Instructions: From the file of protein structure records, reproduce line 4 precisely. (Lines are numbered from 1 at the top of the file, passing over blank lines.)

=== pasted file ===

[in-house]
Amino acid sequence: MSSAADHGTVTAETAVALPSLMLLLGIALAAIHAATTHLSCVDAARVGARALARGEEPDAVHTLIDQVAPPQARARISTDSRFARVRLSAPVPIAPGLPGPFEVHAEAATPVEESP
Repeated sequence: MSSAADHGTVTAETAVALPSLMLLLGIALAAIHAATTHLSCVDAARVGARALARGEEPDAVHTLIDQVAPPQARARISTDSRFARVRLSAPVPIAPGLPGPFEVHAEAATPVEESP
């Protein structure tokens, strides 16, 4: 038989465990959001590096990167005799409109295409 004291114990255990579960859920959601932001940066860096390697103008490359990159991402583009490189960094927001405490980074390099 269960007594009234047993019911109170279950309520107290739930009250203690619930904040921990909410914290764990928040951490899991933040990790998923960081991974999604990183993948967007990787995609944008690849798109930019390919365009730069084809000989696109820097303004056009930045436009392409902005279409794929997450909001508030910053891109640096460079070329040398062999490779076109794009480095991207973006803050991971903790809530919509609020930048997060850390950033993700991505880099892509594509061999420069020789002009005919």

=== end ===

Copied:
């Protein structure tokens, strides 16, 4: 038989465990959001590096990167005799409109295409 004291114990255990579960859920959601932001940066860096390697103008490359990159991402583009490189960094927001405490980074390099 269960007594009234047993019911109170279950309520107290739930009250203690619930904040921990909410914290764990928040951490899991933040990790998923960081991974999604990183993948967007990787995609944008690849798109930019390919365009730069084809000989696109820097303004056009930045436009392409902005279409794929997450909001508030910053891109640096460079070329040398062999490779076109794009480095991207973006803050991971903790809530919509609020930048997060850390950033993700991505880099892509594509061999420069020789002009005919």